This Article is From Sep 10, 2020

5 Rafale Jets Join Indian Air Force's "Golden Arrows" Squadron: 10 Points

Rafale jets induction today: "The programme will include ceremonial unveiling of the Rafale aircraft, a traditional sarva dharma puja, air display by Rafale and Tejas aircraft as well as by the Sarang aerobatic team," an IAF spokesperson said

Rafale jets are known for air-superiority and precision strikes on ground targets.

New Delhi: Five French-made multirole Rafales were inducted today into the Indian Air Force's "Golden Arrows" Squadron at the Ambala Air Force Station, the country's oldest Air Force base built in 1919. A Rafale fighter jet flew above the airbase as Defence Minister Rajnath Singh and his French counterpart Florence Parly watched it from afar. Along with the Rafale, other fighter jets including the Russian-origin Sukhoi-30MKIs participated in the flypast. The first batch of five Rafales is being inducted at a time when India is engaged in an escalating border row with China in eastern Ladakh. "New bird in the arsenal of IAF," the Air Force tweeted this morning.

Here are 10 things to know about the first batch of five Rafale jets:

  1. "Today, this induction sends a strong message to the world and those who have raised an eye at us. This induction is very crucial, considering the border situation," Defence Minister Rajnath Singh said at the ceremonial unveiling of the Rafale aircraft that saw a traditional sarva dharma puja, air display by Rafale and Tejas aircraft as well as by the Sarang aerobatic team.

  2. Defence Minister Rajnath Singh, his French counterpart Florence Parly, Chief of Defence Staff General Bipin Rawat, Air Chief Marshal RKS Bhadauria and Defence Secretary Ajay Kumar attended the ceremony.

  3. A traditional water cannon salute was given to the Rafale fleet before its ceremonial induction into the 17 Squadron. The Rafale jets, built by French aerospace major Dassault Aviation, are known for air-superiority and precision strikes on ground targets, making them truly multirole jets.

  4. The first batch of five Rafale jets arrived in India on July 29, nearly four years after India signed an inter-governmental agreement with France to buy 36 jets for Rs 59,000 crore.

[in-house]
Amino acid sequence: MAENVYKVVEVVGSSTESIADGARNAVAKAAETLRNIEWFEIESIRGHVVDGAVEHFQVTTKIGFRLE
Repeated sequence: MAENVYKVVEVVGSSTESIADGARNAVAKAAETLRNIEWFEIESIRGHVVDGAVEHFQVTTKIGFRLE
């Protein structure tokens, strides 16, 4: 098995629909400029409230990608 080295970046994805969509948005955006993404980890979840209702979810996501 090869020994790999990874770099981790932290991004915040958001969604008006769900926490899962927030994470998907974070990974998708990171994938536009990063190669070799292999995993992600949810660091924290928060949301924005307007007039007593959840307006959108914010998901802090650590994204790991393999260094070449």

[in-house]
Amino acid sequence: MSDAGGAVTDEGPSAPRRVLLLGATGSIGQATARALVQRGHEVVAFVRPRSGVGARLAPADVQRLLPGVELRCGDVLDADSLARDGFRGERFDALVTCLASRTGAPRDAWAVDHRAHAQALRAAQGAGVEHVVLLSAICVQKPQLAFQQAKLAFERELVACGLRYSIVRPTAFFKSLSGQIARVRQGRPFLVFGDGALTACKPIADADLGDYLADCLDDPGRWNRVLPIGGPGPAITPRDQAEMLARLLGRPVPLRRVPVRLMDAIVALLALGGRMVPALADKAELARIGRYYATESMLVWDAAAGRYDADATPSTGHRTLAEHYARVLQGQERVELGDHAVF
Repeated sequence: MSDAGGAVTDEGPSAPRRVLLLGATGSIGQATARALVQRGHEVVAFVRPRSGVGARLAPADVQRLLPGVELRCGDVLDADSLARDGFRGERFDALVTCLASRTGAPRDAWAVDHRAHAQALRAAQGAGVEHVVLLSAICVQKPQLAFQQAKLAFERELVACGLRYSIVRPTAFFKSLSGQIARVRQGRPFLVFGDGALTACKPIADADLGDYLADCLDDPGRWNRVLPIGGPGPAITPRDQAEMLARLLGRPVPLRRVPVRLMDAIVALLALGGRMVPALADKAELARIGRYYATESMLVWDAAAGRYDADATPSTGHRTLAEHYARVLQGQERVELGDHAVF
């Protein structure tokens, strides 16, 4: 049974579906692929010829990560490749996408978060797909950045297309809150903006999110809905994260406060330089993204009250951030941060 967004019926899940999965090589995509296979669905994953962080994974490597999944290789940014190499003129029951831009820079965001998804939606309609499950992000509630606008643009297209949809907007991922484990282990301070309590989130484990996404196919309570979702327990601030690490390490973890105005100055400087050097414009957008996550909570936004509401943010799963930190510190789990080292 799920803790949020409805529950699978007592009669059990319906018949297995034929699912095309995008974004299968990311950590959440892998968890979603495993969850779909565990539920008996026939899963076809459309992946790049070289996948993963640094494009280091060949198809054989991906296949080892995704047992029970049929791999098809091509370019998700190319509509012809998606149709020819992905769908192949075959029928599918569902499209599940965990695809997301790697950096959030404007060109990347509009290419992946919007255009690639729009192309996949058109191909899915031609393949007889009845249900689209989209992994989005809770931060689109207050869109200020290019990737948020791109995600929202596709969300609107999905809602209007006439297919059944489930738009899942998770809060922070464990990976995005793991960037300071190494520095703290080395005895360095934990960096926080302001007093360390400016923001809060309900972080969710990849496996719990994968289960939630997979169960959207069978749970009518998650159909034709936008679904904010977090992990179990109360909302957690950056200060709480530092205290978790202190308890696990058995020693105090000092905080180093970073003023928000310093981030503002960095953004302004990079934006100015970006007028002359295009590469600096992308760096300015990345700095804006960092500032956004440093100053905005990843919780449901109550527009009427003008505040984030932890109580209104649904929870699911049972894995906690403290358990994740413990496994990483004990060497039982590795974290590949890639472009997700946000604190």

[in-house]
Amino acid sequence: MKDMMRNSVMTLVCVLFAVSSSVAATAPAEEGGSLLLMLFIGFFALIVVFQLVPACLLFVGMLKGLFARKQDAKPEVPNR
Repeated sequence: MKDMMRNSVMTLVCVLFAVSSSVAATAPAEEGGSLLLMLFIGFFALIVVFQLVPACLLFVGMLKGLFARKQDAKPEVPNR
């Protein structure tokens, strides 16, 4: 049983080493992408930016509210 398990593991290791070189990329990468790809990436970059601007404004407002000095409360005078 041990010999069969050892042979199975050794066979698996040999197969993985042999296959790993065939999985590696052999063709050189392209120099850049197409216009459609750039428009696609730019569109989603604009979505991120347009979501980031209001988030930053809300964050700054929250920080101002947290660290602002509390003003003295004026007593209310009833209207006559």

5. The French delegation at the ceremony included French envoy Emmanuel Lenain, Air General Eric Autellet, Vice Chief of French Air Force, Chairman and Chief Executive of Dassault Aviation Eric Trappier, and CEO of missile maker MBDA Eric Beranger.

  6. After the ceremony, the French Defence Minister and Rajnath Singh will hold talks in Ambala on ways to further deepen bilateral defence and security cooperation. 10 Rafale jets have been delivered to India so far and five of them stayed back in France for training IAF pilots. The delivery of all 36 aircraft is scheduled to be completed by the end of 2021.

  7. A second batch of four-five Rafale jets is likely to arrive in India by November.

  8. The Rafales are capable of carrying a range of potent weapons. European missile maker MBDA's Meteor beyond visual range (BVR) air-to-air missile and Scalp cruise missile will be the mainstay of the weapons package of the Rafale jets. MBDA developed the Meteor to combat common threats facing the UK, Germany, Italy, France, Spain and Sweden.

  9. Out of 36 Rafale jets, 30 will be fighters and six will be trainers. The trainer jets will be twin-seater and they will have almost all the features of the fighter jets. While the first squadron of the Rafale jets will be stationed at Ambala air base, the second will be based at Hasimara in West Bengal.

  10. The 17 Squadron of the IAF was resurrected in September last year. It was raised at Air Force Station, Ambala on in October 1951. The 17 Squadron has many firsts to its credit; in 1955 it was equipped with the first jet fighter, the legendary De Havilland Vampire.

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